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Biden administration proposes new rules to lower methane emissions from oil and gas development projects on federal land

November 29, 2022


The Biden administration moved Monday to stifle methane releases from oil and gas wells on public land after a federal court tossed out earlier requirements. 

A proposed rule, advanced by the Interior Department’s Bureau of Land Management, is aimed at throttling greenhouse gas releases from the sites, whether leaked from equipment, deliberately vented into the atmosphere or burned off. It is the culmination of an eight-year regulatory push to tackle methane releases from the oil industry, newly emboldened by provisions in the Inflation Reduction Act.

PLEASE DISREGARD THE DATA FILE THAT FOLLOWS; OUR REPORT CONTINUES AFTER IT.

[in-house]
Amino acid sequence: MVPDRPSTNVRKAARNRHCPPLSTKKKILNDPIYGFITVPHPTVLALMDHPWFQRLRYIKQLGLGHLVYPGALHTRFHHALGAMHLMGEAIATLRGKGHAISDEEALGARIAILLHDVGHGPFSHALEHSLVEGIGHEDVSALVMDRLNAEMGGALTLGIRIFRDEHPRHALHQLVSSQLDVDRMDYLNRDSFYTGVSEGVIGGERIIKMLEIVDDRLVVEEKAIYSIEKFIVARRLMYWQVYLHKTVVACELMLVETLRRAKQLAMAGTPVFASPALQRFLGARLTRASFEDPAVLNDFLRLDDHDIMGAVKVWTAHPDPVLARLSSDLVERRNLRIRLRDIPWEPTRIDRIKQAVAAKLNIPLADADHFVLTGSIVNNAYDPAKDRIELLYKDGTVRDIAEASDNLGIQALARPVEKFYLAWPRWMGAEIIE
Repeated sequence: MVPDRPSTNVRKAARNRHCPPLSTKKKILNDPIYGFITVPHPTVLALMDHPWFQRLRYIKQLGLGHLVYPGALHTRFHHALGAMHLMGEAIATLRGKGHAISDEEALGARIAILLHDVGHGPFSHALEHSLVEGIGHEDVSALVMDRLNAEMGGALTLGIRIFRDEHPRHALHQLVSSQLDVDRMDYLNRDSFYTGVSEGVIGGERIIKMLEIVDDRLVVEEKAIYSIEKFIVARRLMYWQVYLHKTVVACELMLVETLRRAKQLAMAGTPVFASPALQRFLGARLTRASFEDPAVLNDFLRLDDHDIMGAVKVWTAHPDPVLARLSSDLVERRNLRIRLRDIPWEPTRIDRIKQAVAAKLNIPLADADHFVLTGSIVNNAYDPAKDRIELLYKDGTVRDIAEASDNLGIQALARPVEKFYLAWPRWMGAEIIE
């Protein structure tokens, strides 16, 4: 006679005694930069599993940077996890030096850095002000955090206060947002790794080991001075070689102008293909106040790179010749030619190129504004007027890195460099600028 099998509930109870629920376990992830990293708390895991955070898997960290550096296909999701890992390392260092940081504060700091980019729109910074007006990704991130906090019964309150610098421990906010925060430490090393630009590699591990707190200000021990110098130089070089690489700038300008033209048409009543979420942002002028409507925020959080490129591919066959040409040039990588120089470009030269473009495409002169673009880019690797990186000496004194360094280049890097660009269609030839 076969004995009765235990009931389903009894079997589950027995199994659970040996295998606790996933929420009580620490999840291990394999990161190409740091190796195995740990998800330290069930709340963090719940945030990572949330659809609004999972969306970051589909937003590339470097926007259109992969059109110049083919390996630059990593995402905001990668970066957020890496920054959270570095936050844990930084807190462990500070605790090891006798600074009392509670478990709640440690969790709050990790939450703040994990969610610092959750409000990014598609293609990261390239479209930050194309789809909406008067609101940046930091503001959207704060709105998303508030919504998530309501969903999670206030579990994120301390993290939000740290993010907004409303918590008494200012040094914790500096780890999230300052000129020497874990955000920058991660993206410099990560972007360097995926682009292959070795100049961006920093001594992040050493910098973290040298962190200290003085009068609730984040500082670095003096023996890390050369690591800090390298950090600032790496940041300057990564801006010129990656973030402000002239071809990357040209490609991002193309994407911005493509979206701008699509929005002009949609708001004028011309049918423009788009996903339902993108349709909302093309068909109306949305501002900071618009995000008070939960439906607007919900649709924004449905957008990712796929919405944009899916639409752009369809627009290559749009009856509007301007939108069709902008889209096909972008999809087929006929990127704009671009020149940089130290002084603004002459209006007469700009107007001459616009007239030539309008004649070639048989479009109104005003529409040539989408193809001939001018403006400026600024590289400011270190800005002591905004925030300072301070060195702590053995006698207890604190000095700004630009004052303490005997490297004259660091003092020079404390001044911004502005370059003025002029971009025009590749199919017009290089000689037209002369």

Biden administration officials cast the proposal as a fiscally and environmentally sound approach to conserving natural gas that is extracted from federal land managed by the Interior Department -- and therefore owned by US taxpayers. 

The requirements only apply to a subset of US oil and gas facilities -- those on federal and tribal lands managed by the Bureau of Land Management, where there are currently about 100,000 actively producing wells. About one-tenth of US oil and natural gas production comes from federal and tribal lands.

[Jennifer A Dlouhy]

More: Biden Proposes Mandates to Cut Methane Leaks on Federal Land

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